Siah S.P.,C O Virology Research Laboratories | Merif J.,SEALS | Kaur K.,C O Virology Research Laboratories | Nair J.,C O Virology Research Laboratories | And 8 more authors.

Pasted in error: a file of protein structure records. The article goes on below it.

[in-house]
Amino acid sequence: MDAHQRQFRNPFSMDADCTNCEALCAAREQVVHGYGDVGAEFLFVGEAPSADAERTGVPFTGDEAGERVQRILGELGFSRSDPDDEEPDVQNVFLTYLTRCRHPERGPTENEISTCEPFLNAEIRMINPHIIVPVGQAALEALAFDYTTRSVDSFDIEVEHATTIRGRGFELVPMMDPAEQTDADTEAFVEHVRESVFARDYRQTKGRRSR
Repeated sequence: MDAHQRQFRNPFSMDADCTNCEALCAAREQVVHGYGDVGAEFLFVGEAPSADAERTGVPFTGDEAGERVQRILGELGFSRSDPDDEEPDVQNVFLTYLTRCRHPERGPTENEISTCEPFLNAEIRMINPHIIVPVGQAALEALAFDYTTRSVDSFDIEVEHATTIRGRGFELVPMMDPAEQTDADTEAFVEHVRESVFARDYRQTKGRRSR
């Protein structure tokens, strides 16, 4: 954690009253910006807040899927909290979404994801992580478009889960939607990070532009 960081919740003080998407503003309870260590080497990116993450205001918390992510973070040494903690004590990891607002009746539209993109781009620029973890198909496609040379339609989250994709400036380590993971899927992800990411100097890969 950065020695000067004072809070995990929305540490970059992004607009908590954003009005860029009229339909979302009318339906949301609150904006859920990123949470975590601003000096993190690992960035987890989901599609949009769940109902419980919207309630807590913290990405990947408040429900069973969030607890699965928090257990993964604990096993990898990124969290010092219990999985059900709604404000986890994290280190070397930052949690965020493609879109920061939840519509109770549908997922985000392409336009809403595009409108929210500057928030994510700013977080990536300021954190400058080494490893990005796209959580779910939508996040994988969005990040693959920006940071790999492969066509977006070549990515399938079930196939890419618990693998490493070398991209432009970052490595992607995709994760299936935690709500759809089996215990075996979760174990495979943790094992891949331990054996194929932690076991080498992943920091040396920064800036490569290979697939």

We aimed to streamline the diagnosis of gastrointestinal disease by producing multiplexed real time polymerase chain reaction (PCR) panels employing universal sample processing for DNA and RNA containing pathogens. A total of 487 stored, previously characterised stool samples comprising bacterial, viral, protozoan and Clostridium difficile positive samples were tested using four multiplexed real time PCR panels. A further 81 pre-selected clinical samples from a teaching hospital were included to provide an independent validation of assay performance. Improved sensitivity was achieved using the protozoan panels and 16 more mixed infections were observed compared to tests with conventional methods. Using the C. difficile panels, 100% sensitivity was achieved when compared to the gold standard of toxigenic culture. In addition, hypervirulent strains including ribotype 027 could be identified directly from primary sample without the need for ribotyping methods. Bacterial and viral panels detecting Salmonella, Shigella, Campylobacter, Yersinia enterocolitica, Listeria monocytogenes, norovirus groups I and II, rotavirus A, astrovirus, sapovirus, rotavirus B, adenovirus and adenovirus 40/41 performed aswell as conventional methods, whilst allowing detection in 3 hours from processing to result. Multiplex real time PCR panels with universal sample preparation allow streamlined, rapid diagnosis of gastrointestinal pathogens whilst extending the characterisation of pathogens present in stool samples from affected patients. © 2013 Royal College of Pathologists of Australasia. Source